Teenage drivers just one reason we need trauma centers

Friday, February 23, 2007

The results of a just-released national study serve as a chilling reminder that teenagers have a much higher risk of dying or suffering severe injuries in a traffic accident than do older, more experienced drivers.

The study, conducted by the Children's Hospital of Philadelphia and State Farm Insurance Co., found that while an overwhelming majority of teens say they rarely or never drive after drinking or using drugs, it's quite common for them to operate vehicles while talking on cell phones, text-messaging, playing hand-held games or being distracted by their teenage passengers.

Traffic accidents are the number one killer of U.S. teens, who have a fatality rate four times higher than drivers aged 25-69.

The study should also send a chilling reminder of the importance of hospital trauma centers, which differ substantially from standard emergency rooms. Trauma centers require a wide array of resources -- specialized physicians and nurses, surgeons, state-of-the-art equipment such as CT scans and MRIs, special intensive-care beds and operating rooms on standby. All personnel must be available at a moment's notice, around the clock, seven days a week, 365 days a year. That makes them very expensive to operate.

Tennessee's trauma care system includes six Level I trauma centers, which treat the most severely injured trauma victims, one Level II center and three Level III centers, for a total of 10. The good news is that virtually all Tennesseans and visitors to our state are within 100 air miles of a Level I trauma center.

The bad news is that the number of Level II and III centers has decreased from seven to four since 2002 because of the high cost of operating them, which has increased the patient-load burden, and therefore the financial burden, on the Level I centers, which are seeing a growing number of trauma patients who are either uninsured or underinsured. Hospitals have traditionally underwritten the gap between services provided and payments, but the gap for trauma centers is widening.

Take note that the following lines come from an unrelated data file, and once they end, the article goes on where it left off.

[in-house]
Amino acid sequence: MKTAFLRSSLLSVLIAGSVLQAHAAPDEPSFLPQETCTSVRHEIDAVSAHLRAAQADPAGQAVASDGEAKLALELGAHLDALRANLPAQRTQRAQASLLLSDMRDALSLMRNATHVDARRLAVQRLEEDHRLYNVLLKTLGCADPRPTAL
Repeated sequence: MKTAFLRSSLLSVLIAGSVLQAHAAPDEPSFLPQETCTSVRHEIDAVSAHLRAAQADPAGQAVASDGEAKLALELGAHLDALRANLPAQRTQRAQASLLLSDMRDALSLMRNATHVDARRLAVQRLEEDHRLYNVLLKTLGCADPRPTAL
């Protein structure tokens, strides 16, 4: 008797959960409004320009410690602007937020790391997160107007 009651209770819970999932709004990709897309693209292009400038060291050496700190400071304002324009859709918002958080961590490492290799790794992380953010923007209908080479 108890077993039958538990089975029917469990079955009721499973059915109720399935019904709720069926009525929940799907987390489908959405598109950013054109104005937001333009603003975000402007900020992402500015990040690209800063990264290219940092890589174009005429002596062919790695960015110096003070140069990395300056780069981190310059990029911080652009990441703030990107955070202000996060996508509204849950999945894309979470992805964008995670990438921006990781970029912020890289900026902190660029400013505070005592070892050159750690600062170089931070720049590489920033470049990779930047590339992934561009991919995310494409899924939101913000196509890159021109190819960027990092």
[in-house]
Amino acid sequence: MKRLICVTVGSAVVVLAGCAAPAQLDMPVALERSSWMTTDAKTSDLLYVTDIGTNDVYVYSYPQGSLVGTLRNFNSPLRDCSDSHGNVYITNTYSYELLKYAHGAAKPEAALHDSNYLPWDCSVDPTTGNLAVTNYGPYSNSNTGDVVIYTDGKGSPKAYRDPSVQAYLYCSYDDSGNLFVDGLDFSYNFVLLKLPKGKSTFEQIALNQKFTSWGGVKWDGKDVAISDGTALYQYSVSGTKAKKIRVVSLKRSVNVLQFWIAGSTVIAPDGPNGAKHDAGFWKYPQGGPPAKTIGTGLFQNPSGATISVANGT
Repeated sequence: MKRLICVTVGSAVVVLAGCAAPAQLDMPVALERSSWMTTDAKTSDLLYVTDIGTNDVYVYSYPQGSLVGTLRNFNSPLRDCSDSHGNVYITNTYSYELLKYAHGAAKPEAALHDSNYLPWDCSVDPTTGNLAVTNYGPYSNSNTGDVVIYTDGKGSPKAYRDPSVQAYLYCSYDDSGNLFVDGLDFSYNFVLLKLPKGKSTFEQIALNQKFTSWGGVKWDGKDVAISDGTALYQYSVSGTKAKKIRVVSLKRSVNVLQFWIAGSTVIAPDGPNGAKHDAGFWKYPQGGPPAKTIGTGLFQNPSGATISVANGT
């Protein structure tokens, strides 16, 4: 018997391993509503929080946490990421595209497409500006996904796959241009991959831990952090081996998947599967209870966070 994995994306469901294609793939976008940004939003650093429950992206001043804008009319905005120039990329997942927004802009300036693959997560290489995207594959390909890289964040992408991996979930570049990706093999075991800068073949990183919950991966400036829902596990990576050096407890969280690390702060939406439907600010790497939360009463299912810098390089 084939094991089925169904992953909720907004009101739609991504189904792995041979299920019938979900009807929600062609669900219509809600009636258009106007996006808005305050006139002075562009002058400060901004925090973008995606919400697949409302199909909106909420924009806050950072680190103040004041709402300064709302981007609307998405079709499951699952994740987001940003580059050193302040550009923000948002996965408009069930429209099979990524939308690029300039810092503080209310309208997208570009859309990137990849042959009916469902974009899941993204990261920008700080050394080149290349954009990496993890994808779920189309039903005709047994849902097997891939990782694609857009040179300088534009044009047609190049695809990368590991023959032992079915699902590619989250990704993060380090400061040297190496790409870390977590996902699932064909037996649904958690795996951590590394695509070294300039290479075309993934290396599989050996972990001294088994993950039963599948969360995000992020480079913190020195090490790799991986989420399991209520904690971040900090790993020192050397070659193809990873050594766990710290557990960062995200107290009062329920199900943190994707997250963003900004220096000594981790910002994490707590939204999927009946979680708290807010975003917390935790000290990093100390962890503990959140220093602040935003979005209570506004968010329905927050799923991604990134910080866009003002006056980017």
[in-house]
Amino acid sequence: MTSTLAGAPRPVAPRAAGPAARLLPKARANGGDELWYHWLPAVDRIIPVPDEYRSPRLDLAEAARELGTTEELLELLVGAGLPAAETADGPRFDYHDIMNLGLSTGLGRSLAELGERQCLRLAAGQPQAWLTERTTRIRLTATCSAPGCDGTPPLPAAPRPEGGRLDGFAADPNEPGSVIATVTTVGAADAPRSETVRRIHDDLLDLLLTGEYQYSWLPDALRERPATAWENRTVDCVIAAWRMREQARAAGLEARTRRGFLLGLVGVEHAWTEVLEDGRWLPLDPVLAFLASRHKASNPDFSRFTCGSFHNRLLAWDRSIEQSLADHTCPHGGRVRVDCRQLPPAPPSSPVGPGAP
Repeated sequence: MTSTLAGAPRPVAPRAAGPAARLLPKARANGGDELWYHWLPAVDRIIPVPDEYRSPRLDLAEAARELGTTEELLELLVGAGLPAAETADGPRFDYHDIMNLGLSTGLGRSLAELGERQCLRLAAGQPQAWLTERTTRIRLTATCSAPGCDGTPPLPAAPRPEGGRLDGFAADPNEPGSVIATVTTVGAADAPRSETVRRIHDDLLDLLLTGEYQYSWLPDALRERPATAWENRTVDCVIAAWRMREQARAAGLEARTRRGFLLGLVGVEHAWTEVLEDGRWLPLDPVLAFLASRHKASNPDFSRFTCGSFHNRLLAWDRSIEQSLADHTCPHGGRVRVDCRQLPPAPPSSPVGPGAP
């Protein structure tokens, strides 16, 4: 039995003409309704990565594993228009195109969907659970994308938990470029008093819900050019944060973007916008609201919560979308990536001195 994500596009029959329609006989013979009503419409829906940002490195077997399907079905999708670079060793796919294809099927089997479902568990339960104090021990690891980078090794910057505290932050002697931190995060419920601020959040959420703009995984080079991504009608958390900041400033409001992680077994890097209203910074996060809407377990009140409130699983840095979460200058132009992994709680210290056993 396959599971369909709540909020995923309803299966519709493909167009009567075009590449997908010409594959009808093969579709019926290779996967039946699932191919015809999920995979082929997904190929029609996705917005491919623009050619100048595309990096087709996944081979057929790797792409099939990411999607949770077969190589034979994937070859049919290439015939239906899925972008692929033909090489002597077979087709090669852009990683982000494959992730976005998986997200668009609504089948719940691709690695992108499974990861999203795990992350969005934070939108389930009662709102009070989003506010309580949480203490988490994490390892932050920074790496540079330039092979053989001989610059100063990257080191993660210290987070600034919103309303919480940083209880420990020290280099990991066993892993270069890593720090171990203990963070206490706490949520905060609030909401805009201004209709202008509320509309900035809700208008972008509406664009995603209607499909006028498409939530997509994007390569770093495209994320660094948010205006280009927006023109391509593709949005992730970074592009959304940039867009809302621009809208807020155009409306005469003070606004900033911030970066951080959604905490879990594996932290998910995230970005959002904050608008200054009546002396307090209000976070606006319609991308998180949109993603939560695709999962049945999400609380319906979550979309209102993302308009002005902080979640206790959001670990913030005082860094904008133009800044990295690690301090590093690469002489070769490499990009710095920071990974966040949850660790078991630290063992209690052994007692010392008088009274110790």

In 2005, the total uncompensated trauma costs for Tennessee Level I trauma centers was $37.6 million. That figure includes uncompensated costs from the uninsured and uncompensated TennCare care costs. In addition, Level I trauma centers incur an additional "readiness cost" of about $14 million per center per year. The readiness costs include funding to meet equipment, space, physicians and 24/7 availability of surgery and other services.

A statewide coalition of health professionals has launched an education campaign to raise awareness about Tennessee's trauma care system and the need to ensure its continuing viability. It's an important effort because every Tennessean is at risk of needing the lifesaving services of their nearest trauma center.

Tennessee is not alone. Many other states are facing serious challenges in their trauma care systems, including the neighboring states of Georgia and Mississippi. In the last 18 months, 32 trauma centers across the country have closed.

The leading cause of trauma injuries by far is accidents involving motor vehicles, which include cars, trucks, motorcycles and ATVs. Because of the state's geographic shape and its system of high-traffic interstate highways (I-40 from east to west, I-65 from north to south, I-24 from Chattanooga to Clarksville, I-55 through Memphis and I-81 across Upper East Tennessee), not to mention the grid of state and county roads, it is clear that a network of strategically sited trauma centers is essential.

Having access to a trauma center is not the only key factor for the severely injured. Time is also critical. Statistics show that those who receive care within one hour -- what trauma professionals call the "Golden Hour" -- have a much higher chance of surviving their injuries and avoiding permanent disabilities.

The Tennessee Trauma Coalition is working hard to make sure all Tennessee trauma victims have a chance to receive care within the Golden Hour. We are talking to business and civic groups. We are talking to local and state government officials to make them aware of the problem and to seek their help in finding permanent solutions. We have launched a Web site, www.tntrauma.org that is loaded with information and ways that individuals can join the effort.

The statistics tell us that today, even as you read this column, a Tennessee teenager is going to be involved in an automobile accident. Timely access to a trauma center may mean the difference between life and death.